Feeding Difficulties in Children With Eosinophilic Esophagitis Eosinophilic esophagitis (EoE) is a recently recognized inflammatory disease that is characterized by upper intestinal symptoms and dense eosinophilia of the esophageal mucosa. Food refusal, dysphagia, and reduced volume and variety of intake are common symptoms associated with eosinophilic esophagitis in children (Furuta et al., 2007; Spergel, 2007). Accurate diagnosis ... Article
Article  |   October 01, 2010
Feeding Difficulties in Children With Eosinophilic Esophagitis
Author Affiliations & Notes
  • Glenn T. Furuta
    The Children's Hospital, Aurora, CO
  • Nancy Creskoff Maune
    The Children's Hospital, Aurora, CO
  • Angela Haas
    The Children's Hospital, Aurora, CO
Article Information
Swallowing, Dysphagia & Feeding Disorders / Articles
Article   |   October 01, 2010
Feeding Difficulties in Children With Eosinophilic Esophagitis
SIG 13 Perspectives on Swallowing and Swallowing Disorders (Dysphagia), October 2010, Vol. 19, 59-63. doi:10.1044/sasd19.3.59
SIG 13 Perspectives on Swallowing and Swallowing Disorders (Dysphagia), October 2010, Vol. 19, 59-63. doi:10.1044/sasd19.3.59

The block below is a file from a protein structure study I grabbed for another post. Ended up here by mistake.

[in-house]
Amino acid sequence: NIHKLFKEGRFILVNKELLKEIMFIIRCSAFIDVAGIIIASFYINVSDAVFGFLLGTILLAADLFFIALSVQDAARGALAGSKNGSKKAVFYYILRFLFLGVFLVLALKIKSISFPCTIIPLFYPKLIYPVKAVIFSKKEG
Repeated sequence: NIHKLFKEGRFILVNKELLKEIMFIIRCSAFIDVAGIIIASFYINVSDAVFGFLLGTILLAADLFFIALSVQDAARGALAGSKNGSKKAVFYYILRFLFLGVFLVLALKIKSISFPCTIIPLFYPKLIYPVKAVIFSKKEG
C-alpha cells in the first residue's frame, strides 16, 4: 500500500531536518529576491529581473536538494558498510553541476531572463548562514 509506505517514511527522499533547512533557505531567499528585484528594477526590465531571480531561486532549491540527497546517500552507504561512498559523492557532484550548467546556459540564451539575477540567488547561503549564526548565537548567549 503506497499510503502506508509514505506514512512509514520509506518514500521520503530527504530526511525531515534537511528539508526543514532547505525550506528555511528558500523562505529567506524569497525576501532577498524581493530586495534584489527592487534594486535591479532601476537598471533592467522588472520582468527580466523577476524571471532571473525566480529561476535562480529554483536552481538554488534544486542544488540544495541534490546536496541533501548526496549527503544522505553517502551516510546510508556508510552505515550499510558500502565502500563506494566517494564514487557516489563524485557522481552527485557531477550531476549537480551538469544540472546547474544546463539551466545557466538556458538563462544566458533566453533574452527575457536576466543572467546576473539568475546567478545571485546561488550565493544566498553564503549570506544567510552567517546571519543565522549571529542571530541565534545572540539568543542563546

Eosinophilic esophagitis (EoE) is a recently recognized inflammatory disease that is characterized by upper intestinal symptoms and dense eosinophilia of the esophageal mucosa. Food refusal, dysphagia, and reduced volume and variety of intake are common symptoms associated with eosinophilic esophagitis in children (Furuta et al., 2007; Spergel, 2007). Accurate diagnosis of eosinophilic esophagitis is frequently missed as many of its features are similar to other gastrointestinal diseases (Aceves, Furuta, & Spechler, 2008). Oftentimes, before this diagnosis is made, a feeding specialist is the first contact for these children in response to their eating difficulties. Gastroenterologists, allergists, feeding specialists, dietitians, psychologists, and social workers are now collaborating to provide integrated, comprehensive care for optimal diagnosis and treatment of children with eosinophilic esophagitis. In the general population, feeding difficulties are present in 25% of typically developing children and in 75-80% of children with developmental disabilities (Eicher, 1997; Iwata, Riordan, Wohl, & Finney, 1982; Kedesky & Budd, 1998; Kerwin, Ahearn, Eicher, & Burd, 1995; Lefton-Greif & Arvedson, 2007). Although prevalence numbers for feeding issues in children with eosinophilic esophagitis are unknown, it is anticipated that the prevalence will fall closer to that of children with developmental disabilities.

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